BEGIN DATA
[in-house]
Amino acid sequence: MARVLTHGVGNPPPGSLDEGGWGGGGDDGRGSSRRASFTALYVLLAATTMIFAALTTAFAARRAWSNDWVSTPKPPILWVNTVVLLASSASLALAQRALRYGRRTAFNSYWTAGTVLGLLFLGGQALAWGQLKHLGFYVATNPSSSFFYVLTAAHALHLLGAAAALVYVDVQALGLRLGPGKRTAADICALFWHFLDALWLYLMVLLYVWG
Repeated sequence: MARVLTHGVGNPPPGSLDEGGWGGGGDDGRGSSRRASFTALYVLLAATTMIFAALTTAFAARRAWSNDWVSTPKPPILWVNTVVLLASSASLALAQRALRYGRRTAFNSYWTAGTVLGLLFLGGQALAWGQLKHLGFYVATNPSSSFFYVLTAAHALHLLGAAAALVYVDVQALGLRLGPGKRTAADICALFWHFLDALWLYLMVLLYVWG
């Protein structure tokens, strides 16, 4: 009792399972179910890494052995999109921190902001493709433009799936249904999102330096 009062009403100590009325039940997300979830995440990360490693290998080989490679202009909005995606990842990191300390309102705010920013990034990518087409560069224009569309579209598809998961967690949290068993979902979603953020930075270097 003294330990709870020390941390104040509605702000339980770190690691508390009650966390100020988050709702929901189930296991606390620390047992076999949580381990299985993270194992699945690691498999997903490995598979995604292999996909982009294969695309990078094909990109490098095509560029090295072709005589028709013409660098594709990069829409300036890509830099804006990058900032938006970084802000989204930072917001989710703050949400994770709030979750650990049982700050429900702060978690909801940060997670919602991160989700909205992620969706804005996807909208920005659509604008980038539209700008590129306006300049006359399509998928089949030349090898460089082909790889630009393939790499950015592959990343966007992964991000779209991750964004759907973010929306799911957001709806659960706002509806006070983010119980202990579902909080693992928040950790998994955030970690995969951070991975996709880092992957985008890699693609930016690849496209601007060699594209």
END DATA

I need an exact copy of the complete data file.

[in-house]
Amino acid sequence: MARVLTHGVGNPPPGSLDEGGWGGGGDDGRGSSRRASFTALYVLLAATTMIFAALTTAFAARRAWSNDWVSTPKPPILWVNTVVLLASSASLALAQRALRYGRRTAFNSYWTAGTVLGLLFLGGQALAWGQLKHLGFYVATNPSSSFFYVLTAAHALHLLGAAAALVYVDVQALGLRLGPGKRTAADICALFWHFLDALWLYLMVLLYVWG
Repeated sequence: MARVLTHGVGNPPPGSLDEGGWGGGGDDGRGSSRRASFTALYVLLAATTMIFAALTTAFAARRAWSNDWVSTPKPPILWVNTVVLLASSASLALAQRALRYGRRTAFNSYWTAGTVLGLLFLGGQALAWGQLKHLGFYVATNPSSSFFYVLTAAHALHLLGAAAALVYVDVQALGLRLGPGKRTAADICALFWHFLDALWLYLMVLLYVWG
């Protein structure tokens, strides 16, 4: 009792399972179910890494052995999109921190902001493709433009799936249904999102330096 009062009403100590009325039940997300979830995440990360490693290998080989490679202009909005995606990842990191300390309102705010920013990034990518087409560069224009569309579209598809998961967690949290068993979902979603953020930075270097 003294330990709870020390941390104040509605702000339980770190690691508390009650966390100020988050709702929901189930296991606390620390047992076999949580381990299985993270194992699945690691498999997903490995598979995604292999996909982009294969695309990078094909990109490098095509560029090295072709005589028709013409660098594709990069829409300036890509830099804006990058900032938006970084802000989204930072917001989710703050949400994770709030979750650990049982700050429900702060978690909801940060997670919602991160989700909205992620969706804005996807909208920005659509604008980038539209700008590129306006300049006359399509998928089949030349090898460089082909790889630009393939790499950015592959990343966007992964991000779209991750964004759907973010929306799911957001709806659960706002509806006070983010119980202990579902909080693992928040950790998994955030970690995969951070991975996709880092992957985008890699693609930016690849496209601007060699594209």